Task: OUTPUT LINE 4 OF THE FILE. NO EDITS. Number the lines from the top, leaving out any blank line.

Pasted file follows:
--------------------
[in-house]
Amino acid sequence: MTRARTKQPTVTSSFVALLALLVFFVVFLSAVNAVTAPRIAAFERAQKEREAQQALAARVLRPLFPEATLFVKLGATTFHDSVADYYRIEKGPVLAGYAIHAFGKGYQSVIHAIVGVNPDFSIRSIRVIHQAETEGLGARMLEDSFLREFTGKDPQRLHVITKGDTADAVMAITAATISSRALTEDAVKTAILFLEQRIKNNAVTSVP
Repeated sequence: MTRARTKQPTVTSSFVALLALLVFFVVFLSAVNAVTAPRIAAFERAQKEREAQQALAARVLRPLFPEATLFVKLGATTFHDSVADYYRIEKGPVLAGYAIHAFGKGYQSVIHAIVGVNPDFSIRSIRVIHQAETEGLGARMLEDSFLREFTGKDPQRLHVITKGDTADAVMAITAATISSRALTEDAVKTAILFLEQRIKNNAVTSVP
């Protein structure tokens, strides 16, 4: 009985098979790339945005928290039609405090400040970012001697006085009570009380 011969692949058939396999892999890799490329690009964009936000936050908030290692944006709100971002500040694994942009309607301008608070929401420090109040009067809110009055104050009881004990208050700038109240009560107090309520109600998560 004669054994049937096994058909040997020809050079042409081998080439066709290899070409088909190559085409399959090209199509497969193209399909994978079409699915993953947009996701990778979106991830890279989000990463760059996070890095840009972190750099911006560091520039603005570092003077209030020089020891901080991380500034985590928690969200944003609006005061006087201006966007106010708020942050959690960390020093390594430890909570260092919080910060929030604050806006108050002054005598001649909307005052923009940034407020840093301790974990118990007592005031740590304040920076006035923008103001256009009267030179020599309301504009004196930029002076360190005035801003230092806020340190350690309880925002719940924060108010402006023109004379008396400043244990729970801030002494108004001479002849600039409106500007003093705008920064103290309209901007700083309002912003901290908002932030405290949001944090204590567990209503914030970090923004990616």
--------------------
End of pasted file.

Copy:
């Protein structure tokens, strides 16, 4: 009985098979790339945005928290039609405090400040970012001697006085009570009380 011969692949058939396999892999890799490329690009964009936000936050908030290692944006709100971002500040694994942009309607301008608070929401420090109040009067809110009055104050009881004990208050700038109240009560107090309520109600998560 004669054994049937096994058909040997020809050079042409081998080439066709290899070409088909190559085409399959090209199509497969193209399909994978079409699915993953947009996701990778979106991830890279989000990463760059996070890095840009972190750099911006560091520039603005570092003077209030020089020891901080991380500034985590928690969200944003609006005061006087201006966007106010708020942050959690960390020093390594430890909570260092919080910060929030604050806006108050002054005598001649909307005052923009940034407020840093301790974990118990007592005031740590304040920076006035923008103001256009009267030179020599309301504009004196930029002076360190005035801003230092806020340190350690309880925002719940924060108010402006023109004379008396400043244990729970801030002494108004001479002849600039409106500007003093705008920064103290309209901007700083309002912003901290908002932030405290949001944090204590567990209503914030970090923004990616």